Waiting, long lines, customs officials, money changers, lots of trucks and even more people, fees, visas, and stamps. Border crossing days are always a little more stressful, hectic and challenging than the average day on a TDA tour. Even when the crossing goes off without a hitch there’s always the possibility it won’t.
Despite all the preparation and extra work I always find border crossing days to be some of the most interesting. The sometimes stark contrast from one country to the next can be fascinating. A mere 100 feet can result in a different language, food, culture, religion, and general way of life.
Crossing from Costa Rica to Nicaragua may not be the biggest difference but you can still feel immediately that you are in a new country. Once all the major details – exit and entrance stamps, tourist fees and medical checks, are out of the way you suddenly notice that things are just a little bit different. There’s a greater military and police presence, seemingly a lot more cows, pigs, and goats to dodge on your bike and one of my favourite things about entering a new country – new foods and beer to try.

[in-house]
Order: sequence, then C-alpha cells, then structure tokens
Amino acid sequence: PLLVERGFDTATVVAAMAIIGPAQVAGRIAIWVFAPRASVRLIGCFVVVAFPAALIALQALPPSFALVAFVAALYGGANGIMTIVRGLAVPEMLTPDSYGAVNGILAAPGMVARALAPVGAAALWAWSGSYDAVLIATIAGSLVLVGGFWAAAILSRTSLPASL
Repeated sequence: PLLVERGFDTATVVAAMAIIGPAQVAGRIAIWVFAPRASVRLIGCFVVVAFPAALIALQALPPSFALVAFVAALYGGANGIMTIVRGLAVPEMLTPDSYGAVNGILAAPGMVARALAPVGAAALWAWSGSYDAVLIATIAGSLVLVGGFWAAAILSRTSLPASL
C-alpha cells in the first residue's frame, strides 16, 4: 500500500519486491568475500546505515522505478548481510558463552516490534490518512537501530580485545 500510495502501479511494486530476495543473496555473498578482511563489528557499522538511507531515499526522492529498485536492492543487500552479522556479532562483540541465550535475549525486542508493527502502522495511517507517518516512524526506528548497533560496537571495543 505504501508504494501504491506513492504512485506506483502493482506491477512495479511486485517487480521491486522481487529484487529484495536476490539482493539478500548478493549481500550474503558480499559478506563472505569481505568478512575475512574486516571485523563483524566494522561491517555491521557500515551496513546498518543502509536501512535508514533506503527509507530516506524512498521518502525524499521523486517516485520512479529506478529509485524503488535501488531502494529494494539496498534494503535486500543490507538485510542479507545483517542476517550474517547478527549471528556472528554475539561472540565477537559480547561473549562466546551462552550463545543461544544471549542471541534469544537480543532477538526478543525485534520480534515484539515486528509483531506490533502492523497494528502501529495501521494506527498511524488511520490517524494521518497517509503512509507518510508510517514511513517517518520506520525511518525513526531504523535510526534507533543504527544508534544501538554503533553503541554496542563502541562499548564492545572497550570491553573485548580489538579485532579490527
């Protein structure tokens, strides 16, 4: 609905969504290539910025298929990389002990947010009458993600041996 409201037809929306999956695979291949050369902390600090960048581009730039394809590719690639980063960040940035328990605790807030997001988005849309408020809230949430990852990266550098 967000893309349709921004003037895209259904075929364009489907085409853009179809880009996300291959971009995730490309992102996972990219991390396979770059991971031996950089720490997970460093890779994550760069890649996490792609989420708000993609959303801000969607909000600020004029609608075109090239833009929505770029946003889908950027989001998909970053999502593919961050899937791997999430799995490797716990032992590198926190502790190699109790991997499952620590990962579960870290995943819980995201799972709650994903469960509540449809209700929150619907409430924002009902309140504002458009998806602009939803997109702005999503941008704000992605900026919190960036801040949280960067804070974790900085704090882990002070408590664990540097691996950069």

I also always wonder what the people who spend most of their time at the border think about us. They are used to long lines of truckers and busses full of locals and tourists but they must not see large groups of spandex clad cyclists all that often. While we are busy trying to navigate customs and take in the sights at the border we are probably a bit of a spectacle and entertainment for those who work there daily.